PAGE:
Building Secure Transactions on SAP Systems
Even though SAP has more than 10,000 standard transactions, all companies create their own custom ones. There are different reasons for building custom transactions. For example, a user might need a specific report, a list, or a functionality that isn't in the system. Sometimes there are even cases where custom transactions with identical functionality of an existing standard transaction are created. Creating custom transactions isn't a problem, it is a normal usage of the system. The problem however, is all the potential security issues related to these new transactions. When building custom programs, the priority is focused on delivering the required functionality to the user, which usually results in security measures being left aside. It is common to find ABAP developers who aren't concerned with the importance of security or are simply unaware of all the security mechanisms SAP offers to enforce security. They just ensure that the program is working properly based on what the user had requested. Once it's created, someone else adds the tcode to the user role, and that is it. So the question is how can we ensure that in our organization custom transactions are built in a secure way? The answer is easy: Use ABAP security standards - BIZEC APP11 as a guide to create the transactions. Easy to say, but hard to do. The standard includes different types of possible misconfigurations:
- APP-01 ABAP Command Injection
- APP-02 OS Command Injection
- APP-03 Native SQL Injection
- APP-04 Improper Authorization
- APP-05 Directory Traversal
- APP-06 Direct Database Modifications
- APP-07 Cross-Client Database Access
- APP-08 Open SQL Injection
- APP-09 Generic Module Execution
- APP-10 Cross-Site Scripting
- APP-11 Obscure ABAP Code
In this blogpost I want to focus on the APP-04-Improper Authorization:
How to choose the right Authorization Object for each transaction?
First of all, someone who understands SAP security concepts should be involved in this task and needs to:
- Understand the user requirements, what the transaction should do.
- Look for similar standard transactions.
- Check which users will execute the tcode, and see the roles assigned to these users.
Let's illustrate this with an example; Someone requests a custom transaction to list Vendor Master Data in a certain report. This action can be linked with the existing tcode XK03-Display Vendor Master Data. I know that this case sounds very easy, but in general all the custom transactions are linked to an existing process, it’s just a matter of finding the right one. Once we have the related standard tcode, we need to find the relevant authorization objects. In order to do this, we can either execute a trace, or check transaction SU24 (or table USOBX), where we will find different authorization objects. In this case we can see that the most relevant authorization objects are the ones from the F_LFA1 family. According to the naming convention, the "F" represents the SAP module in this case F=Finance. LFA1 is the main table where the data is stored, which in this case, is the Vendor General Master Data.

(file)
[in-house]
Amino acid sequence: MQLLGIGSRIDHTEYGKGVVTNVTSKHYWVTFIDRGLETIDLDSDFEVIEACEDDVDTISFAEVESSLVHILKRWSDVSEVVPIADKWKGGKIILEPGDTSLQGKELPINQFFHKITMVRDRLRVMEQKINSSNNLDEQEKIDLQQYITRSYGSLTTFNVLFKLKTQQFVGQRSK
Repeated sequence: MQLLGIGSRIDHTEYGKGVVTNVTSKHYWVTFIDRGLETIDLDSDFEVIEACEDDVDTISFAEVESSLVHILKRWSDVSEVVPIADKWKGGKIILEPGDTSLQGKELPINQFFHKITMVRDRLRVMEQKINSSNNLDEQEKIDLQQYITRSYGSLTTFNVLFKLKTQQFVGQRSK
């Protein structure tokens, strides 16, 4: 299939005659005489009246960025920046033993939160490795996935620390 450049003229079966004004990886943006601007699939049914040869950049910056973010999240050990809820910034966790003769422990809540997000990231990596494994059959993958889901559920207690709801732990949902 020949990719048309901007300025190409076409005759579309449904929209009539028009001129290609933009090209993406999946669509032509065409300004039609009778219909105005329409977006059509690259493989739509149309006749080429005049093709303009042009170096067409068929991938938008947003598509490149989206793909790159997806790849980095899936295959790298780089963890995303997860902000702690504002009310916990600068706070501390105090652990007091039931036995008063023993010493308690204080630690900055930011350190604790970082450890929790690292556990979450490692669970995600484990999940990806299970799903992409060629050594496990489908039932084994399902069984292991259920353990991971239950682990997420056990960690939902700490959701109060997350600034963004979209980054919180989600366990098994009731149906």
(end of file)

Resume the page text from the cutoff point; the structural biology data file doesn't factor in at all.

The next step is to determine which type of segregation of access we need to put in place. For example, with the F_LFA1 auth objects we can segregate by:
- Company codes -> F_LFA1_BUK.
- Vendor account group -> F_LFA1_GRP.
- Authorization group -> F_LFA1_BEK.
It is also important to select the proper Activity (field ACTVT). This depends on the objective of the custom tcode:
- If the tcode will be used for creating new vendors the authority check should validate value "01".
- For changing existing vendors -> value "02"
- For displaying -> value "03"
If you think that your work is finished once the authority check is included in the transaction, you're still missing something. You are not done until the transaction is in Production, and before transporting it needs to be tested. Again, the priority of the testers is on checking that it works properly. However, it is important to remind them to test the security in order to see if the authority check is working properly. This can be done by creating a new role with the tcode and the required auth objects, and another role with just the tcode. Then, test that the first one can successfully run the transaction and that the second shows a lack of authorization warning. Before starting this test turn on the trace (ST01 transaction) to check the results of the authorization checks. The last point to take into account, is that custom transactions should be also considered in the Segregation of Duties (SoD) matrix, so we need to evaluate if the new transactions are related to any process that we consider incompatible with another one. For the rest of the BIZEC APP11 it's important to look for any forbidden code, such as command injection or native SQL.